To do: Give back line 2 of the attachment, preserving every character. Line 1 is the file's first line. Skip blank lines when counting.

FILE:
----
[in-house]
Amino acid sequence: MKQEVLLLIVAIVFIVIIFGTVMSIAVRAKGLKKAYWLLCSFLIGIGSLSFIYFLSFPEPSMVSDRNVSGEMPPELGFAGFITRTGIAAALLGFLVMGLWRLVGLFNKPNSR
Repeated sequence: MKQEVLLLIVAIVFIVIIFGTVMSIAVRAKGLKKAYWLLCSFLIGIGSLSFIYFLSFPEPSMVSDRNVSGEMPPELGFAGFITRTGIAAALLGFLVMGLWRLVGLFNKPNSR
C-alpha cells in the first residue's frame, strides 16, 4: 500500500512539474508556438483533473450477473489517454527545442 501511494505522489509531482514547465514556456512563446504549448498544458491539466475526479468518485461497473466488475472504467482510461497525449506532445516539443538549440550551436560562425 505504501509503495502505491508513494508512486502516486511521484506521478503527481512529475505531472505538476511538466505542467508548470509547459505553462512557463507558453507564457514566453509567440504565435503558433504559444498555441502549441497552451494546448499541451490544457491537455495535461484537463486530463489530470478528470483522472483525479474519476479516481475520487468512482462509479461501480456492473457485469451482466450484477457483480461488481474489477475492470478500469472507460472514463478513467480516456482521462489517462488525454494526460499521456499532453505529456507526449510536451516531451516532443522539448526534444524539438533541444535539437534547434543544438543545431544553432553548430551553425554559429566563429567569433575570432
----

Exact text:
Amino acid sequence: MKQEVLLLIVAIVFIVIIFGTVMSIAVRAKGLKKAYWLLCSFLIGIGSLSFIYFLSFPEPSMVSDRNVSGEMPPELGFAGFITRTGIAAALLGFLVMGLWRLVGLFNKPNSR